On April 4, 2023, Chris Cieslik, owner and developer at Asmadi Games, ran a Twitch livestream (now on YouTube) to announce a new edition of Carl Chudyk‘s Innovation, and the biggest news from this announcement is that the base game — as well as all five expansions — will now contain an age 11.
A new version of the base game will be published, along with Innovation Ultimate, which will contain everything in one go, with a BackerKit crowdfunding campaign scheduled for June 2023.
Screenshot from the livestream
If you are not familiar with Innovation, the short explanation is that it’s a civilization-building card game for 2-4 players in which everyone starts in prehistory (age 1) and advances through humanity’s timeline, building up an array of icons so that you can use your card powers, mooch the powers of others, and fend off attacks. Your goal is to claim achievements, which is mostly done by collecting points and advancing through the ages. Each of the 105 cards has a different power, with the effects getting drastically stronger as you move to later ages.
For a longer explanation that focuses on how the game feels when you play it, you can check out this post, which contains my initial review after eight games in 2010, followed by updates after 90 games played, then 168 games played.
With the introduction of age 11, many of the cards in the base game and the expansions have been updated, sometimes to weaken or strengthen a card that was a must have or an overlooked child, but also to drive gameplay into the later ages more frequently. Let’s look at the age 1 card Archery, for example:
Forgive the video screenshot, which has darkened part of the image
In all previous editions, Archery has only the topmost dogma power, and it tends to be fairly situational. The opponent might have as many castles as you, so you can’t demand from them, or they might not have higher age cards because they’re scoring them with Agriculture or otherwise getting them out of their hand.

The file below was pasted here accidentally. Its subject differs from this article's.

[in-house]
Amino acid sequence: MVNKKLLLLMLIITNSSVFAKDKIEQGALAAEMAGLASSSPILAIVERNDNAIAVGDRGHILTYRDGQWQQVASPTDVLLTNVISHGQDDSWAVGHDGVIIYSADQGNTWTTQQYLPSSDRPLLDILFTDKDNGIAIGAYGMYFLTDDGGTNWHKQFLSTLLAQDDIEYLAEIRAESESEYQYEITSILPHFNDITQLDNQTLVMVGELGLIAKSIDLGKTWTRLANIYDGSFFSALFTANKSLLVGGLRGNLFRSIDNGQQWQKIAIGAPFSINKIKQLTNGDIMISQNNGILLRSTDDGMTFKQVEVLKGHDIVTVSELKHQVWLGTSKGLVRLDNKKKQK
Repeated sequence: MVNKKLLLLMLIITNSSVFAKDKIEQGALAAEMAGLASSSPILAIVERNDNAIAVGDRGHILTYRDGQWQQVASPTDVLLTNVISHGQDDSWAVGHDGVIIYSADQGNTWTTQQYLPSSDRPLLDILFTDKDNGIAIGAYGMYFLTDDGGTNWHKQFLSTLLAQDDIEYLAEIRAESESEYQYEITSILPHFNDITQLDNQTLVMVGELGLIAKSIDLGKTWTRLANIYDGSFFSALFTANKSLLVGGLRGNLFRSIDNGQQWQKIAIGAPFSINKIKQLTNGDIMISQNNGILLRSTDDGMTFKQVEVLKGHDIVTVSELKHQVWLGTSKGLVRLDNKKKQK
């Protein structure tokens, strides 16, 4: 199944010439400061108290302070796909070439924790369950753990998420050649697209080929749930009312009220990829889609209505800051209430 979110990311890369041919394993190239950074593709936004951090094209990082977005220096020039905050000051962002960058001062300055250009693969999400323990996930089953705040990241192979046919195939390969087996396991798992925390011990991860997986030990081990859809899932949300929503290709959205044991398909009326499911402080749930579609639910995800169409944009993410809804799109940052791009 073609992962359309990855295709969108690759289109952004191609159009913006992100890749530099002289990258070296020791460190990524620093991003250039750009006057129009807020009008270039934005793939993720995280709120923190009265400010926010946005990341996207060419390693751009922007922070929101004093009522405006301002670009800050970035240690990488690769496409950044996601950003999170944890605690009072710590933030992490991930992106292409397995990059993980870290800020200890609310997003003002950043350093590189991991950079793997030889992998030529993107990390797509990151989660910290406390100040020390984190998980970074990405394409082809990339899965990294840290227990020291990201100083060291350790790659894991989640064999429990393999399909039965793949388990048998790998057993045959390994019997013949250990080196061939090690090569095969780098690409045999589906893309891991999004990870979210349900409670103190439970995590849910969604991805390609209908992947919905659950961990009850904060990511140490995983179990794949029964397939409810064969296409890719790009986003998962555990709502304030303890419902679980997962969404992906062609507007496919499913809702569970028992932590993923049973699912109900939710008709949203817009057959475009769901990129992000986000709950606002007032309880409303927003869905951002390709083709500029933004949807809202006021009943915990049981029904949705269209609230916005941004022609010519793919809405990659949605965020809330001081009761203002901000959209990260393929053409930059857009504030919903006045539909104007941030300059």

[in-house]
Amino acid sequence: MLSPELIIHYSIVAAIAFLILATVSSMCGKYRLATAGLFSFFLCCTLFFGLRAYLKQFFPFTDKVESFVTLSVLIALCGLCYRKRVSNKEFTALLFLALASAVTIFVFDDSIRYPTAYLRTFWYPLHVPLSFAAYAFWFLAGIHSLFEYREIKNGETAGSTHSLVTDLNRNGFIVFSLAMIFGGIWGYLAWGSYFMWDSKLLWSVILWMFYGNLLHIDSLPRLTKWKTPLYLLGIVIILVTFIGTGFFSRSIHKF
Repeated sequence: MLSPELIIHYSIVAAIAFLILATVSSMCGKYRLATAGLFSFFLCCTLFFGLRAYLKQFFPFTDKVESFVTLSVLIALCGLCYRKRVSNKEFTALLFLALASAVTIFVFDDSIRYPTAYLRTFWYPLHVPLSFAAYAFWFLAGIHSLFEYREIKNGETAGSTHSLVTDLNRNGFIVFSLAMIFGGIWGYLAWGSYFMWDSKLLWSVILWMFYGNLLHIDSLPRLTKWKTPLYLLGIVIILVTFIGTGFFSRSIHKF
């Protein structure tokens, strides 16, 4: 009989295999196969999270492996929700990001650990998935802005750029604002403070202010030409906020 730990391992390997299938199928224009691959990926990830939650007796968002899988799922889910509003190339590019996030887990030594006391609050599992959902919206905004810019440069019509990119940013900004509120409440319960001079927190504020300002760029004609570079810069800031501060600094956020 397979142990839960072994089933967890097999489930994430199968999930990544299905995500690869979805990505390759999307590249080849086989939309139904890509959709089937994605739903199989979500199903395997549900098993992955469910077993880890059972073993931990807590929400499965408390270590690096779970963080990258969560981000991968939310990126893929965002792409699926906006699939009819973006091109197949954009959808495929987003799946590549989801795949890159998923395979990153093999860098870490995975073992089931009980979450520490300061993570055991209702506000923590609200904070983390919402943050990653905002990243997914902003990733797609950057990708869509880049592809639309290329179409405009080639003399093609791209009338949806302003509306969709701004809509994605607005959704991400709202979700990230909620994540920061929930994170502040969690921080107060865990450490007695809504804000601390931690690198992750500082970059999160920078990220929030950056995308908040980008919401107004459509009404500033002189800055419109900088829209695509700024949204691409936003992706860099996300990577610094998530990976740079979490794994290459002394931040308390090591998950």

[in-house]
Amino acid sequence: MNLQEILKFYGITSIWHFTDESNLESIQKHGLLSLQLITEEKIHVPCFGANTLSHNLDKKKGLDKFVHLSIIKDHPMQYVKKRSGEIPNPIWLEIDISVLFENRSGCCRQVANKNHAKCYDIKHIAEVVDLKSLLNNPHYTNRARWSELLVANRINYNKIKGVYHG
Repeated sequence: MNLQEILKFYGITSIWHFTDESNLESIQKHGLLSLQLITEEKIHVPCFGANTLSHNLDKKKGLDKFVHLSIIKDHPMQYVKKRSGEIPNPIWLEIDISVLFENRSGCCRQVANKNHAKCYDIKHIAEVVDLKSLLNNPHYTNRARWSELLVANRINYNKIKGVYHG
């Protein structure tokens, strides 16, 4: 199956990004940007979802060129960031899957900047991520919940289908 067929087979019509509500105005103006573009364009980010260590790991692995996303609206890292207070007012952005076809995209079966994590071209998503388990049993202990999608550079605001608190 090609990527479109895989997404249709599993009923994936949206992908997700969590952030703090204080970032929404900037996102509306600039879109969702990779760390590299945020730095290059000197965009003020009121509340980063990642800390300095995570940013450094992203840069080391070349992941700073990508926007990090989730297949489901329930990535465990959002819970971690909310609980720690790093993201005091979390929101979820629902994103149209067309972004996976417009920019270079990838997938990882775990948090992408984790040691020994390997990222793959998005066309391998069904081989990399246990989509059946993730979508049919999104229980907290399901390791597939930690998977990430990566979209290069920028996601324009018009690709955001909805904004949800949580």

Now Archery will let you remove a low-age achievement from play, giving you another way to catch up because you can kill the benefit that the opponent might claim by being ahead of you in their development — and if the 1 and 2 achievements have been junked, then players will likely move into higher ages since you need a top card on your board that’s at least as high as the achievement you want to claim.
Fermenting, on the other hand, has been weakened…or strengthened? Maybe both. Here’s the new version, which adds a second effect to what’s on the earlier versions of the card:
Sometimes Fermenting doesn’t do much more than draw you 1-2 cards per use, but every so often you can use it to draw 4-5 cards over and over again, then you can use that raw material for many purposes.
Now, if you don’t tuck a green card after using it, Fermenting goes away, possibly taking many other cards out of the game with it. You need to keep tucking green cards to cultivate that Fermenting — but maybe you don’t want to. Perhaps the opponent has moved up to age 3 or 4, and you’re still drawing cards from age 2. You can decline to tuck a green card, and now the age 2 cards will vanish, putting you on the verge of age 3.
Cards in age 11 will often feature a new, seventh icon, and some cards in ages 9 and 10, such as The Internet, have been altered to bring that icon into play earlier.
Asmadi had news of other games as well, but I’ll save that for a separate post. Innovation is my number #1 game of all time, and these changes are massive, so I wanted to highlight them and the new expansion, although Cieslik didn’t reveal much about The Unseen other than to say that it’s a “lower power shift” expansion that would be more welcoming for new players. (Often cards in the expansions are highly specialized, being useless in many situations but overpowered in others, thereby challenging you to get your civilization into those situations, which is not always easy. Artifacts of History contains an instant win condition on an age 2 card, for example, but making that happen requires a lot of luck or work.)
I’ve bought every previous edition of Innovation — sometimes multiple times! — and I’ll buy Innovation Ultimate as well. I have zero complaints about Chudyk and Cieslik changing anything because I still own all of those editions and can continue to play them…and maybe this new version will be even better. We’ll see! In any case, this game has given me so much joy over the past thirteen years that I’m happy to support their efforts to release more of what I love.